Lennox Snap Kroft Fanta Lennox United States
Trump set to pull U.S. from Open Skies surveillance treaty

John Rothmann

03:30 min | 4 months ago

Trump set to pull U.S. from Open Skies surveillance treaty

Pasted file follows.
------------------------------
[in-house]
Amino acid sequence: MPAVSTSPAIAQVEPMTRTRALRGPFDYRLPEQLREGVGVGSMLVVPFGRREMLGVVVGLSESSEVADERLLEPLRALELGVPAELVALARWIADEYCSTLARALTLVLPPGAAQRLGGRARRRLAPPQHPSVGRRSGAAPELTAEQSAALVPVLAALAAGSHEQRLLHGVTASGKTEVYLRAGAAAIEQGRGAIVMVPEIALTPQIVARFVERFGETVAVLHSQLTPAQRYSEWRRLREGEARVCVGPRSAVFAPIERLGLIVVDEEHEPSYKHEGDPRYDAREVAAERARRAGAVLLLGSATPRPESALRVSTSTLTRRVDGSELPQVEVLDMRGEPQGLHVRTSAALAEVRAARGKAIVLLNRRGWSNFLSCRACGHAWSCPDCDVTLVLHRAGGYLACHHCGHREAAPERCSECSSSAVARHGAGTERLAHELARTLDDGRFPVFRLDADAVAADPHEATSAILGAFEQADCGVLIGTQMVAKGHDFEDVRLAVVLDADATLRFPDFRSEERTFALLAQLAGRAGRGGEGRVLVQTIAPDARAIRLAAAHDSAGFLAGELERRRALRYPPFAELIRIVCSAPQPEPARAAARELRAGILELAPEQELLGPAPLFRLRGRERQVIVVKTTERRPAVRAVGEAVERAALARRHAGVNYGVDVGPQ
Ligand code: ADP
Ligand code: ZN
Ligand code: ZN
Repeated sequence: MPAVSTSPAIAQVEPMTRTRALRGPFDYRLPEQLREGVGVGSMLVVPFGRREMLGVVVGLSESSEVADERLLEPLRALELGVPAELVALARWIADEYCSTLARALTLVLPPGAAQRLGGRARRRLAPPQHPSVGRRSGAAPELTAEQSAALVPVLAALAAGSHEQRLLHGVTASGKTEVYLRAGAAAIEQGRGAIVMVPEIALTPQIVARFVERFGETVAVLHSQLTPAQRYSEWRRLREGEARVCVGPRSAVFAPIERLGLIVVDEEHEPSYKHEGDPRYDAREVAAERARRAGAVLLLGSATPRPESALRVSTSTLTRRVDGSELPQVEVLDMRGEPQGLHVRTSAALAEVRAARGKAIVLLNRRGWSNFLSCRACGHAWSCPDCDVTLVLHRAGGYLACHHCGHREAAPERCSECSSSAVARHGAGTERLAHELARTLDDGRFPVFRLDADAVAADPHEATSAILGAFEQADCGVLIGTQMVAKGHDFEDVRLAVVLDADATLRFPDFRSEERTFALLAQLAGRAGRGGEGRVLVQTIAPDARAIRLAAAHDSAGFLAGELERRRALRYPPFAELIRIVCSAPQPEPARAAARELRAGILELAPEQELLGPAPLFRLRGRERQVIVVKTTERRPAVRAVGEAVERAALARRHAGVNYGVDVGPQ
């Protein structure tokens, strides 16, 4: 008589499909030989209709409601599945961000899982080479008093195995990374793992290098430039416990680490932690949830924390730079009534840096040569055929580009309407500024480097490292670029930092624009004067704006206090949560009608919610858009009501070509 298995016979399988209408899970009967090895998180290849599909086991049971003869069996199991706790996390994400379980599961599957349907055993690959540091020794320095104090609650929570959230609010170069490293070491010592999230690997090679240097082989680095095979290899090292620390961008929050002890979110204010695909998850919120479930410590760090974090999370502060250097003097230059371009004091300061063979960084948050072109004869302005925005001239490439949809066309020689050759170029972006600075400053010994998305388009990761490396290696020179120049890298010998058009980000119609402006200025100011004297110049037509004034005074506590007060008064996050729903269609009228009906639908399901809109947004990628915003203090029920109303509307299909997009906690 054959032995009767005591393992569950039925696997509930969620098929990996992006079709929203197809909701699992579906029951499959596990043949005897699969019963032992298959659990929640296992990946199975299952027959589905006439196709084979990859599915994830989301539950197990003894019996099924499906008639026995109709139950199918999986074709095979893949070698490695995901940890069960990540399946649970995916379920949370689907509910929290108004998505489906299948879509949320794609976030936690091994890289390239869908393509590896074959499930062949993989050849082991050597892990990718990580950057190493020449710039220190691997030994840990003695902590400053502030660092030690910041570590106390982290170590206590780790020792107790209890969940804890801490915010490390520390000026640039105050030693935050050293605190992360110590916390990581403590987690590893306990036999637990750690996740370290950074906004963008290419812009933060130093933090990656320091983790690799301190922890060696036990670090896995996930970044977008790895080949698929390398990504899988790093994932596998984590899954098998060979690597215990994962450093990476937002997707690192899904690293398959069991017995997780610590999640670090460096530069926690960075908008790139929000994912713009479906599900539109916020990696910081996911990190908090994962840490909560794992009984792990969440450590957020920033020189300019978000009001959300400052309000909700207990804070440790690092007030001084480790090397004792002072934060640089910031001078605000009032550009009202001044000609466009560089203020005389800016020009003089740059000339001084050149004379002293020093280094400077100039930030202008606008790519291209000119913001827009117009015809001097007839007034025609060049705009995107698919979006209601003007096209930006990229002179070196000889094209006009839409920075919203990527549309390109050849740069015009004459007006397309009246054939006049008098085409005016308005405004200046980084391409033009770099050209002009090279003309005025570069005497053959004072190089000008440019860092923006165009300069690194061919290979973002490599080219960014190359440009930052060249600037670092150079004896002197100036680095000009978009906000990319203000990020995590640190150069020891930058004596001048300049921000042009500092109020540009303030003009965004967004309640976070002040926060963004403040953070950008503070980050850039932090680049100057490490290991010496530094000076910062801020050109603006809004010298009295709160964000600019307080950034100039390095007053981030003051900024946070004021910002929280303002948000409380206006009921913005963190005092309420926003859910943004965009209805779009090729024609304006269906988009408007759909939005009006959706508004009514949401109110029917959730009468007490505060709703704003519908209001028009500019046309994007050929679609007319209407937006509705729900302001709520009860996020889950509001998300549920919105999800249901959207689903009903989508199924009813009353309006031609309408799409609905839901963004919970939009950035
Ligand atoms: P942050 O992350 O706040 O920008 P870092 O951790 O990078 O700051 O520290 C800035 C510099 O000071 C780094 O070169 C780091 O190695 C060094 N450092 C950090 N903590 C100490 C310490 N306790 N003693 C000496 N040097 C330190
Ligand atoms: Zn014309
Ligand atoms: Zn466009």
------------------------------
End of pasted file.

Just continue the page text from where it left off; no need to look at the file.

"The United States has withdrawn a from the open skies treaty this issue of foreign policy may seem distant but it should not be let's go to my friend rob from Richmond rob welcome to KGO John you've got to open your eyes and see the open allies of open skies you know I sent you the article by Tim Morrison former trump National Security Council director and at the Hudson institute he rolled to the right center New York times about the abuses of the Russians they are targeting our critical infrastructure for you know for when there's hostilities bill Bailey hit us very precisely they get over flights in two thousand seventeen abusing this treaty over of the White House and over nobody slides over the White House date there lies no do you think lies over the white house you got a good correct it's so high they say you're doing it on the open skies it's not it's not twenty five feet over its probably the forty fifth probably eighty thousand feet over it but doesn't matter read the article and from National Security Council timers and and also over over trump's New Jersey one of his get aways while he was there so this is this is the way they are abusing it and they walked out of the non lugar agreement in two thousand twelve the Russians did that with the program John that that the for thirty years American boots on the ground in Russian nuclear facilities well Putin said to heck with that we don't want to be able to see anything that we're doing over here so they kicked us out that's in two thousand twelve so they are and then they go invading the Crimea and and but chemical which this president accepts chemical weapons in Syria yeah well we've got the courage the courage and wisdom of this man this is so it's all Dylan Thomson dupes that fall for this kind of European dilettante and I'm not a dupe this is falling for the day that I stayed up but you you're it so now you John this is an agreement which is worked R. thirty plus partners want us to continue the president of the United States as sad well will restructure something else I will include the Chinese and you know how far he gets when he wants to restructure I mean rob this was stupid now this is this is an absolute rail politique and you've got your head in the sand if you don't think the Russians pose a threat the Russians posed as say the Russians didn't pose a threat it seems to me and it seems to me rob when I said the Russians posed a threat in the American election your loss at all no no no no that's not true you got me I said it's a threat in the end trump is the one that is a trial thing down hard right now all the Russians because he can schmooze all other theories and then he stood in Helsinki almost stage with Vladimir Putin and said that he accepted Putin's word rather than the words of American intelligence agencies that are you don't think our intelligence is running trump as a call excellence president of the all time and by the way that's to do pollutant why not my friend well I appreciate your call but you're wrong what can I